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Garden Photo of the Day

Snow and Amaryllis

A perfect combination

Today’s photos are from Suzanne Stewart in Glenwood Springs Colorado. In August, she shared some photos of her garden in the summer, and today she’s sharing some images showing the wonderful winter wonderland she has this year. If you compare her summer shots with these, you’ll see that she took some from the same angles, so you can really see how the garden changes with the season. While her garden may not be beautiful to our eyes in the winter, she also makes sure it is full of a lot of food for the birds and other wildlife to help keep them going through the long, cold months. And inside, she’s made a little flowery paradise for herself to enjoy until spring arrives.

Suzanne doesn’t cut back her echinaceas in the fall, so the birds can enjoy the seed heads. Unfortunately, the deer enjoy the blue fescue, although the plants usually bounce back in the spring.

The mountain views are perhaps even more beautiful wreathed in snow.

The red-copper leaves in the fall are Suzanne’s favorite part of this prized barberry (Berberis thunbergii, Zones 5–8). Those have faded, but some berries have hung on for winter interest and to provide snacks for the birds.

Even Suzanne’s beautiful blue-patinated female Buddha is happy to see the snow!

A view of the house wrapped in snow.

Step inside the house, out of the snowy cold, and visit the personal winter amaryllis festival happening in Suzanne’s south-facing kitchen window. (We’ve got a guide to reblooming your amaryllis here if you want flowers like this on your windowsill every winter.)

A detail of these beautiful flowering bulbs . . .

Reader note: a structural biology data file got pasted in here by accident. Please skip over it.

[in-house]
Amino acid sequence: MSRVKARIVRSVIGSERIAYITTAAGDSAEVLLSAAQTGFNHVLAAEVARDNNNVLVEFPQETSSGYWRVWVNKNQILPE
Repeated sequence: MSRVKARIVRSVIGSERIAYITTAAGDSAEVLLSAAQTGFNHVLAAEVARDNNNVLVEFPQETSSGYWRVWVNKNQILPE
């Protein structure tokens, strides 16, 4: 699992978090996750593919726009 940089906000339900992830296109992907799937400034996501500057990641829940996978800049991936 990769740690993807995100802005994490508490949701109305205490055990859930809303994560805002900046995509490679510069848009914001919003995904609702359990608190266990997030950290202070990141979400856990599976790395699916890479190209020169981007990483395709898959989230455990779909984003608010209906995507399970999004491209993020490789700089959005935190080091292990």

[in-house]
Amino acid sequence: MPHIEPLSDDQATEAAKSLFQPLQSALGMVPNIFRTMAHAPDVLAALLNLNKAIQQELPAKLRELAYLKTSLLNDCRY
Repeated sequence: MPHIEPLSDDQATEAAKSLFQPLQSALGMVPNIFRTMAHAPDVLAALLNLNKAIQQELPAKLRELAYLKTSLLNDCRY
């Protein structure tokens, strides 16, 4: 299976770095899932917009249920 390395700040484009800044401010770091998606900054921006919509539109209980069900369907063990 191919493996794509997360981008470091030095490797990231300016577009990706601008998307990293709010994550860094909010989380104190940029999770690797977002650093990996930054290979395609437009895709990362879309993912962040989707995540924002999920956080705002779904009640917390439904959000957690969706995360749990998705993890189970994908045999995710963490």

. . . and the promise of more flowers on the way—much like the promise of the beautiful spring that will eventually arrive outside where it is all snow right now.

 

Have a garden you’d like to share?

 

Have photos to share? We’d love to see your garden, a particular collection of plants you love, or a wonderful garden you had the chance to visit!

To submit, send 5-10 photos to GPOD@finegardening.com along with some information about the plants in the pictures and where you took the photos. We’d love to hear where you are located, how long you’ve been gardening, successes you are proud of, failures you learned from, hopes for the future, favorite plants, or funny stories from your garden.

If you want to send photos in separate emails to the GPOD email box that is just fine.

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Comments

  1. Garden1953 01/21/2019

    Love your winter photos as much as the summer ones. A truly beautiful scene. Hurray for snow! A nice blanket to help protect plants from cold and frost.

    1. Stewpot 01/21/2019

      Thank you for your comments - Mother Nature is giving us snow this year which we badly need.

  2. User avater
    meander_michaele 01/21/2019

    Hi, Suzanne. I not only enjoyed today's photos but also clicked on the link to revisit your colorful pictures from the summer. It was fun to see the contrast...like the snow dotted seed heads of the coneflowers compared to their vibrant flower blooms during the warm months. There is beauty in all of nature's cycles. Your wintertime counter "garden" is lovely and spirit lifting as well.